infant_nutrition_Omega3

Omega-3 and 6 essential for early life development

Infant Nutrition

Essential fatty acids are part of the lipid family. Also called “fats”, lipids together with proteins and carbohydrates constitute one of the three major families of macronutrients. They are essential for the proper bodily function of adults and children alike. 

In this article, find out about sources of fatty acids, different types and nutritional recommendations. You can also find information on the roles Omega-3 and 6 play in children’s development. 

Precursors to PUFAs (polyunsaturated fatty acids)

Lipids come mainly in two forms: triglycerides and phospholipids. The latter consist primarily of fatty acids provided by food, whilst others are synthesised by our bodies. An essential fatty acid is a fatty acid that cannot be synthesised by our bodies and that requires exogenous intake through food. In the other case, when the body is able to synthesise fatty acids itself, they are termed non-essential

There are two broad families of essential polyunsaturated fatty acids

  • Omega-3, the essential precursor of which is alpha-linolenic acid (ALA), which synthesises eicosapentaenoic acid (EPA) and docosahexaenoic acid (DHA). However, DHA is considered essential because it cannot be synthesised in sufficient quantities by the body even in the presence of ALA [1].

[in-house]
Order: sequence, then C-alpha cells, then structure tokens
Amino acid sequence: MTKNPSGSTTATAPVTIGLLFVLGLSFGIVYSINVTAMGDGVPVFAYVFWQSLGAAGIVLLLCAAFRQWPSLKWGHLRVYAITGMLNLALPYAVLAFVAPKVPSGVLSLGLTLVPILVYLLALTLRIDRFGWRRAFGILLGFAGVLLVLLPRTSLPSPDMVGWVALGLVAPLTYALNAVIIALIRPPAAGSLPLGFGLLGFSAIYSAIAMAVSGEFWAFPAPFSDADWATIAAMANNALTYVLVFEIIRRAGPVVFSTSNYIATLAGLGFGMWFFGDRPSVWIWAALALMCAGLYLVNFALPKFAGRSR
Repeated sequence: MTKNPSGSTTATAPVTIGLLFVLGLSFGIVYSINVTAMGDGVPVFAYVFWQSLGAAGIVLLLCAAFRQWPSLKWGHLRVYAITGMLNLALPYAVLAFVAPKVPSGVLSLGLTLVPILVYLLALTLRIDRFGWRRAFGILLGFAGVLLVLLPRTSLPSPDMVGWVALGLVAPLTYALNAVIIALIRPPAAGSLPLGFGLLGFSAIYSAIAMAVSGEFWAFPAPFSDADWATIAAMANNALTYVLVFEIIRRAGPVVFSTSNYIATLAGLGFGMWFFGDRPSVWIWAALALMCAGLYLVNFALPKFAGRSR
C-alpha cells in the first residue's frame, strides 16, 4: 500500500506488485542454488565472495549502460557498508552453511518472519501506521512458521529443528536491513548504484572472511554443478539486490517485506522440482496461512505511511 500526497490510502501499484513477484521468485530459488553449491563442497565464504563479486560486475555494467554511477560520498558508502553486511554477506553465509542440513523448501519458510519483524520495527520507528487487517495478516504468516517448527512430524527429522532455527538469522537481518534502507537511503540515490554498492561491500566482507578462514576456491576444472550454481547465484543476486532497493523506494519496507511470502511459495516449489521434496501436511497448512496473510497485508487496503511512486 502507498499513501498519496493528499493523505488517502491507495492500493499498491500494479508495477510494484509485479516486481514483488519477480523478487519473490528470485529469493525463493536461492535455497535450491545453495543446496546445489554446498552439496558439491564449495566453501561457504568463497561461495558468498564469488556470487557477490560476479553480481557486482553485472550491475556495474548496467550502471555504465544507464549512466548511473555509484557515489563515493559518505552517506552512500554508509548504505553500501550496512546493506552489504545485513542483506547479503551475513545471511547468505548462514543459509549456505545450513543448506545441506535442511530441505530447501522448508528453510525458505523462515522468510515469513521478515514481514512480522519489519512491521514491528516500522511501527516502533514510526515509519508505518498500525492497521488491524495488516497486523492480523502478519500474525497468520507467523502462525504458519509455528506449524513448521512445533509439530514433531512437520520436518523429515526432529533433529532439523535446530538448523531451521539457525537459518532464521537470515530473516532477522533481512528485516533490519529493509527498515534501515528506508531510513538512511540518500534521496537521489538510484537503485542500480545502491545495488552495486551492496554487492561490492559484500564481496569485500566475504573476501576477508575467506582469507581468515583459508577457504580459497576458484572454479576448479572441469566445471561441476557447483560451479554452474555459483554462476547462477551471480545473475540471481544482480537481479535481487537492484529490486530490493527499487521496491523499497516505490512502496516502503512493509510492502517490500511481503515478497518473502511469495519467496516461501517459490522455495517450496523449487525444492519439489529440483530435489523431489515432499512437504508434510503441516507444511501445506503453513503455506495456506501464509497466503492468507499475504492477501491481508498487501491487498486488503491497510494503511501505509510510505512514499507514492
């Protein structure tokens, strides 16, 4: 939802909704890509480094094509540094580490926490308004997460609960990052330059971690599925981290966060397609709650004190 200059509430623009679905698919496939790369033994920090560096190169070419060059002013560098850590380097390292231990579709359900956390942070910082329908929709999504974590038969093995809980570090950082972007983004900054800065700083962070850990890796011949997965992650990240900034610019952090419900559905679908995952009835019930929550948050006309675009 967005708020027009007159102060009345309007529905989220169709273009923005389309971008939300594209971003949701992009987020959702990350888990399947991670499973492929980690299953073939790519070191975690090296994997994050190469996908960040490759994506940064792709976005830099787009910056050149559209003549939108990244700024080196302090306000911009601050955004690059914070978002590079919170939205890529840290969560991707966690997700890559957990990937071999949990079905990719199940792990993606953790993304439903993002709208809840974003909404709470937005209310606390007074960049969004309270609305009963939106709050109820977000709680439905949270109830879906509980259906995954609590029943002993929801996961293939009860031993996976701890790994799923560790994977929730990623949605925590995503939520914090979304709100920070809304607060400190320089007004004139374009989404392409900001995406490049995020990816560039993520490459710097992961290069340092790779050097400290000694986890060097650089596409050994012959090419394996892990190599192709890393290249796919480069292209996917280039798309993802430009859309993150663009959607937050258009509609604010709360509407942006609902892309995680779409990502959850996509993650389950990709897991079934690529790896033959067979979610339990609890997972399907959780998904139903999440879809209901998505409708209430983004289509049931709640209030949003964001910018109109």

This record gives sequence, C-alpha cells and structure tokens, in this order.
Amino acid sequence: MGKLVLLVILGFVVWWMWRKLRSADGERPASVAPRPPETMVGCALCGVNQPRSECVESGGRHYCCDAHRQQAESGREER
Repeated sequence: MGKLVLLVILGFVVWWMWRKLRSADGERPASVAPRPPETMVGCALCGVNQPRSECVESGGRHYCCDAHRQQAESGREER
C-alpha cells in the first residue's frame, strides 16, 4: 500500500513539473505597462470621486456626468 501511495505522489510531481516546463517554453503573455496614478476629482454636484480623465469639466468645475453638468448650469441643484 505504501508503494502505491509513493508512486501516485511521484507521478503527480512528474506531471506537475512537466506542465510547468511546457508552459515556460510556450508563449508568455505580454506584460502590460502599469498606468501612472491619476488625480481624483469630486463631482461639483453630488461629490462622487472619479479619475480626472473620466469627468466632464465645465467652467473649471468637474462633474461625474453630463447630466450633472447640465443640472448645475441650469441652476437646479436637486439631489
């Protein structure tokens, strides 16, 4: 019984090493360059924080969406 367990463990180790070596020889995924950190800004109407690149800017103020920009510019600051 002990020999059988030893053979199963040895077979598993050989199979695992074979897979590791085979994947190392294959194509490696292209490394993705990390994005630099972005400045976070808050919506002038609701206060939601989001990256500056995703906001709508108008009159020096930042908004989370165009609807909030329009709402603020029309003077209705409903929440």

• Omega-6, with linoleic acid (LA) as a precursor enabling the body to synthesise arachidonic acid (ARA) [1]. 

In parallel, non-essential fatty acids include monounsaturated fatty acids such as oleic acid, and saturated fatty acids such as lauric, myristic and palmitic acids.   

Why are fatty acids essential for proper infant development? 

Omega-3 and 6 fatty acids are present in cell membranes. They play a role in organ and tissue function. 

Omega and brain development 

PUFAs, particularly DHA, are major components of neurons. They are therefore necessary for proper brain development in neonates. 

DHA will accumulate mainly in the foetal brain, primarily during the third trimester of pregnancy. 

Several studies highlight the importance of an essential fatty acids intake during pregnancy, particularly omega-3, for the cognitive development of neonates [14] [7]. 

During early life after babies are born, omega-3 and 6 requirements are supplied in breast milk, the DHA composition of which varies considerably depending on the mother’s diet [14]. Numerous clinical studies show that if the baby is not breastfed, supplementation of baby formulas with DHA may be beneficial for its neurodevelopment [17]. The addition of DHA has furthermore been mandatory in infant formulas since 2020. [15]

Importance of a balanced omega-6/omega-3 ratio

The amount of DHA that the body can produce from ALA is limited, in part by the omega-6/omega-3 ratio linked to competition for the enzymes which contribute to DHA and ARA synthesis.  

A clinical investigation conducted in 2000 showed that to increase the capacity to synthesise DHA from ALA, consumption of an infant formula with a 5:1 ratio resulted in a higher concentration of DHA in blood and blood tissues compared to a formula with a 15:1 ratio. It is therefore important to maintain an ALA/LA ratio approaching 5 in order to improve endogenous DHA synthesis [16].

European standards for early life nutrition 

Sources of omega-3 and omega-6